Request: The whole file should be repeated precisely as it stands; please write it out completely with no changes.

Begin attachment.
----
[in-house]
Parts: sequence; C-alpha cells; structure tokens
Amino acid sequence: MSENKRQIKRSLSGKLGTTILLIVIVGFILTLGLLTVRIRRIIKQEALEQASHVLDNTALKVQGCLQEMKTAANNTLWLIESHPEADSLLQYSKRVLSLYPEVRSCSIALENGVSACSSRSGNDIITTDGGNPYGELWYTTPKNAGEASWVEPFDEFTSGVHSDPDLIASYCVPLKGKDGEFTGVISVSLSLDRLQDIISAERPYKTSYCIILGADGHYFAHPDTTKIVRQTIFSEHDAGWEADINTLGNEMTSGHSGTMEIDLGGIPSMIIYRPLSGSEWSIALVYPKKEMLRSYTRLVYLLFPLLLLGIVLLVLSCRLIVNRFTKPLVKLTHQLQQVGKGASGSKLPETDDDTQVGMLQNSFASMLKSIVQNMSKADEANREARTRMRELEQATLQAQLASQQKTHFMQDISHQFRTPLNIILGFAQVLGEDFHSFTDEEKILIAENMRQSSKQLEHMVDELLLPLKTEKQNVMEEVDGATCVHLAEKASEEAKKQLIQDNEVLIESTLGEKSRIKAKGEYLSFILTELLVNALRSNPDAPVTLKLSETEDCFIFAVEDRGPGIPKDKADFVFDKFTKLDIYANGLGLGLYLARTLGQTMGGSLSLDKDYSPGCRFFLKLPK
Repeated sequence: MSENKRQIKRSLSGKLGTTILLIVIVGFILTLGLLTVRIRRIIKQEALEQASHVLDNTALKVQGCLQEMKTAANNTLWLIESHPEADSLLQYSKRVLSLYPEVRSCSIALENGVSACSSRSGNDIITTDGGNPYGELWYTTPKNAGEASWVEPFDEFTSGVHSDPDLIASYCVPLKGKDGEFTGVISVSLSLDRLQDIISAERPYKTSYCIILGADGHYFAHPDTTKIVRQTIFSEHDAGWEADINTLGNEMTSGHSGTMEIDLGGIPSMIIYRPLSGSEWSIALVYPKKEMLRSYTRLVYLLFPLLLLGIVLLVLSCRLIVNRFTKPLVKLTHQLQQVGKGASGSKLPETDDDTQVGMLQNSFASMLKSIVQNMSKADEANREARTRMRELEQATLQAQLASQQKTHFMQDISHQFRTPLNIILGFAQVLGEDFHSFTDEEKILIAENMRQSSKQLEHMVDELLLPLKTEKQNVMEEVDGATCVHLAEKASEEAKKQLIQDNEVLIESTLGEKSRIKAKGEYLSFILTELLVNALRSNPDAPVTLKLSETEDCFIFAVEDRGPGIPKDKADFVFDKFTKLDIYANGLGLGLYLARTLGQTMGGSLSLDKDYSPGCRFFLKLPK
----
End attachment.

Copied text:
[in-house]
Parts: sequence; C-alpha cells; structure tokens
Amino acid sequence: MSENKRQIKRSLSGKLGTTILLIVIVGFILTLGLLTVRIRRIIKQEALEQASHVLDNTALKVQGCLQEMKTAANNTLWLIESHPEADSLLQYSKRVLSLYPEVRSCSIALENGVSACSSRSGNDIITTDGGNPYGELWYTTPKNAGEASWVEPFDEFTSGVHSDPDLIASYCVPLKGKDGEFTGVISVSLSLDRLQDIISAERPYKTSYCIILGADGHYFAHPDTTKIVRQTIFSEHDAGWEADINTLGNEMTSGHSGTMEIDLGGIPSMIIYRPLSGSEWSIALVYPKKEMLRSYTRLVYLLFPLLLLGIVLLVLSCRLIVNRFTKPLVKLTHQLQQVGKGASGSKLPETDDDTQVGMLQNSFASMLKSIVQNMSKADEANREARTRMRELEQATLQAQLASQQKTHFMQDISHQFRTPLNIILGFAQVLGEDFHSFTDEEKILIAENMRQSSKQLEHMVDELLLPLKTEKQNVMEEVDGATCVHLAEKASEEAKKQLIQDNEVLIESTLGEKSRIKAKGEYLSFILTELLVNALRSNPDAPVTLKLSETEDCFIFAVEDRGPGIPKDKADFVFDKFTKLDIYANGLGLGLYLARTLGQTMGGSLSLDKDYSPGCRFFLKLPK
Repeated sequence: MSENKRQIKRSLSGKLGTTILLIVIVGFILTLGLLTVRIRRIIKQEALEQASHVLDNTALKVQGCLQEMKTAANNTLWLIESHPEADSLLQYSKRVLSLYPEVRSCSIALENGVSACSSRSGNDIITTDGGNPYGELWYTTPKNAGEASWVEPFDEFTSGVHSDPDLIASYCVPLKGKDGEFTGVISVSLSLDRLQDIISAERPYKTSYCIILGADGHYFAHPDTTKIVRQTIFSEHDAGWEADINTLGNEMTSGHSGTMEIDLGGIPSMIIYRPLSGSEWSIALVYPKKEMLRSYTRLVYLLFPLLLLGIVLLVLSCRLIVNRFTKPLVKLTHQLQQVGKGASGSKLPETDDDTQVGMLQNSFASMLKSIVQNMSKADEANREARTRMRELEQATLQAQLASQQKTHFMQDISHQFRTPLNIILGFAQVLGEDFHSFTDEEKILIAENMRQSSKQLEHMVDELLLPLKTEKQNVMEEVDGATCVHLAEKASEEAKKQLIQDNEVLIESTLGEKSRIKAKGEYLSFILTELLVNALRSNPDAPVTLKLSETEDCFIFAVEDRGPGIPKDKADFVFDKFTKLDIYANGLGLGLYLARTLGQTMGGSLSLDKDYSPGCRFFLKLPK